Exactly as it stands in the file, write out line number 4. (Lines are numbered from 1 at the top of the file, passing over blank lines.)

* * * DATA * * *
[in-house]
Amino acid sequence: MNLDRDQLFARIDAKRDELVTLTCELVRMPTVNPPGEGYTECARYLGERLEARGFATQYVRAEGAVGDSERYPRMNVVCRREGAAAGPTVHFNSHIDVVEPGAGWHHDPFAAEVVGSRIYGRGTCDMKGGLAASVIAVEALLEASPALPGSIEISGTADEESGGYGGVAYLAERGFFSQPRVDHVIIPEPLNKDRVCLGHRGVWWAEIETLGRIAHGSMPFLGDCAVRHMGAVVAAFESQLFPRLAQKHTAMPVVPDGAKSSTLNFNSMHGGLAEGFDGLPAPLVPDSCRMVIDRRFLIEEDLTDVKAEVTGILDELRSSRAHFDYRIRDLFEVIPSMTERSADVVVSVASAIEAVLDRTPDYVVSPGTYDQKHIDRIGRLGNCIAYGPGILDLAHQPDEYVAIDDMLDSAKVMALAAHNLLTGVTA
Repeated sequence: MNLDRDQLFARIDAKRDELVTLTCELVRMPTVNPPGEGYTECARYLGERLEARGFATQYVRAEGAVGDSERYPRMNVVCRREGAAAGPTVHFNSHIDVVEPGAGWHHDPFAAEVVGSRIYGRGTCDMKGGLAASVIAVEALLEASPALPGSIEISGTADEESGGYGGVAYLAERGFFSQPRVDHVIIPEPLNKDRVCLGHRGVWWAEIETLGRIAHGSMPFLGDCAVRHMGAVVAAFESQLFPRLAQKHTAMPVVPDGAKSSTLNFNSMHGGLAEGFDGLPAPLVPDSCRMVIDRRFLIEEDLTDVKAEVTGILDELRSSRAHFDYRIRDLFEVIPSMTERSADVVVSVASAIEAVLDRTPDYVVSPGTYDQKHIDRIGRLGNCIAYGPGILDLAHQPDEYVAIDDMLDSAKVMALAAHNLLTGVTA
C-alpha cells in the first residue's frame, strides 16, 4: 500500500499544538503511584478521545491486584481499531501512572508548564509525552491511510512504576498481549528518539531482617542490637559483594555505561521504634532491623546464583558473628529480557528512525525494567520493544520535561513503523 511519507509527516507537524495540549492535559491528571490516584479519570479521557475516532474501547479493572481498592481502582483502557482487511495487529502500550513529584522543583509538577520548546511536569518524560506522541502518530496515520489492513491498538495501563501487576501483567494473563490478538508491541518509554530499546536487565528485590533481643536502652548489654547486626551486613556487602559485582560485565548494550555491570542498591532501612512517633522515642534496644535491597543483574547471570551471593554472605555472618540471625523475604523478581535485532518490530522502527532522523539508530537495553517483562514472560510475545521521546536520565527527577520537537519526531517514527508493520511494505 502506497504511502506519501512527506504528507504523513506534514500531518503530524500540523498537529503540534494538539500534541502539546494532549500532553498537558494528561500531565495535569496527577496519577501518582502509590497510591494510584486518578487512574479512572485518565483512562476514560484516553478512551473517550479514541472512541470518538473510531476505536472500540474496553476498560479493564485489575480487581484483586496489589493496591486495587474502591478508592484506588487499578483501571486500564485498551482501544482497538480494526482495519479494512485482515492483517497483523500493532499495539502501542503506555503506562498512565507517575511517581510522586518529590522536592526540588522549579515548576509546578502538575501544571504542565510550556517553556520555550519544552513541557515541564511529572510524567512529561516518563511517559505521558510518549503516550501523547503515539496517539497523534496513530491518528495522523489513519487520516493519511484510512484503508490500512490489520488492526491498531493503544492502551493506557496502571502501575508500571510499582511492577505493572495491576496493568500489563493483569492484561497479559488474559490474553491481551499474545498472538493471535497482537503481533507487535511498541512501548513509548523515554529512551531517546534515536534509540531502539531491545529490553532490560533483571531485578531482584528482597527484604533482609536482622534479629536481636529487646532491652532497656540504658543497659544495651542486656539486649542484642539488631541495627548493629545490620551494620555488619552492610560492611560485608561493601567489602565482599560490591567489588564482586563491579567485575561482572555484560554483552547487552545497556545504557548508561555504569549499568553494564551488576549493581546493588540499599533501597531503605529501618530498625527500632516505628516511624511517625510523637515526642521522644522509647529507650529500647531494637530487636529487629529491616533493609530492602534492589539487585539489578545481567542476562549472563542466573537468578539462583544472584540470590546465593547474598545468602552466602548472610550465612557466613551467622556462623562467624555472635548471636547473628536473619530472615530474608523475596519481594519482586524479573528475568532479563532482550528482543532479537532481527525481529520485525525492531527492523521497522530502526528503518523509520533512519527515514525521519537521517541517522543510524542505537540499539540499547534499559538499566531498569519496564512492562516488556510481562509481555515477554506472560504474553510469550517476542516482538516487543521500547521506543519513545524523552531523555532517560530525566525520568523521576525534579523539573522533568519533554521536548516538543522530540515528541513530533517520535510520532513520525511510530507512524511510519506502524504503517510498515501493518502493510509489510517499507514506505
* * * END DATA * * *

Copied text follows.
C-alpha cells in the first residue's frame, strides 16, 4: 500500500499544538503511584478521545491486584481499531501512572508548564509525552491511510512504576498481549528518539531482617542490637559483594555505561521504634532491623546464583558473628529480557528512525525494567520493544520535561513503523 511519507509527516507537524495540549492535559491528571490516584479519570479521557475516532474501547479493572481498592481502582483502557482487511495487529502500550513529584522543583509538577520548546511536569518524560506522541502518530496515520489492513491498538495501563501487576501483567494473563490478538508491541518509554530499546536487565528485590533481643536502652548489654547486626551486613556487602559485582560485565548494550555491570542498591532501612512517633522515642534496644535491597543483574547471570551471593554472605555472618540471625523475604523478581535485532518490530522502527532522523539508530537495553517483562514472560510475545521521546536520565527527577520537537519526531517514527508493520511494505 502506497504511502506519501512527506504528507504523513506534514500531518503530524500540523498537529503540534494538539500534541502539546494532549500532553498537558494528561500531565495535569496527577496519577501518582502509590497510591494510584486518578487512574479512572485518565483512562476514560484516553478512551473517550479514541472512541470518538473510531476505536472500540474496553476498560479493564485489575480487581484483586496489589493496591486495587474502591478508592484506588487499578483501571486500564485498551482501544482497538480494526482495519479494512485482515492483517497483523500493532499495539502501542503506555503506562498512565507517575511517581510522586518529590522536592526540588522549579515548576509546578502538575501544571504542565510550556517553556520555550519544552513541557515541564511529572510524567512529561516518563511517559505521558510518549503516550501523547503515539496517539497523534496513530491518528495522523489513519487520516493519511484510512484503508490500512490489520488492526491498531493503544492502551493506557496502571502501575508500571510499582511492577505493572495491576496493568500489563493483569492484561497479559488474559490474553491481551499474545498472538493471535497482537503481533507487535511498541512501548513509548523515554529512551531517546534515536534509540531502539531491545529490553532490560533483571531485578531482584528482597527484604533482609536482622534479629536481636529487646532491652532497656540504658543497659544495651542486656539486649542484642539488631541495627548493629545490620551494620555488619552492610560492611560485608561493601567489602565482599560490591567489588564482586563491579567485575561482572555484560554483552547487552545497556545504557548508561555504569549499568553494564551488576549493581546493588540499599533501597531503605529501618530498625527500632516505628516511624511517625510523637515526642521522644522509647529507650529500647531494637530487636529487629529491616533493609530492602534492589539487585539489578545481567542476562549472563542466573537468578539462583544472584540470590546465593547474598545468602552466602548472610550465612557466613551467622556462623562467624555472635548471636547473628536473619530472615530474608523475596519481594519482586524479573528475568532479563532482550528482543532479537532481527525481529520485525525492531527492523521497522530502526528503518523509520533512519527515514525521519537521517541517522543510524542505537540499539540499547534499559538499566531498569519496564512492562516488556510481562509481555515477554506472560504474553510469550517476542516482538516487543521500547521506543519513545524523552531523555532517560530525566525520568523521576525534579523539573522533568519533554521536548516538543522530540515528541513530533517520535510520532513520525511510530507512524511510519506502524504503517510498515501493518502493510509489510517499507514506505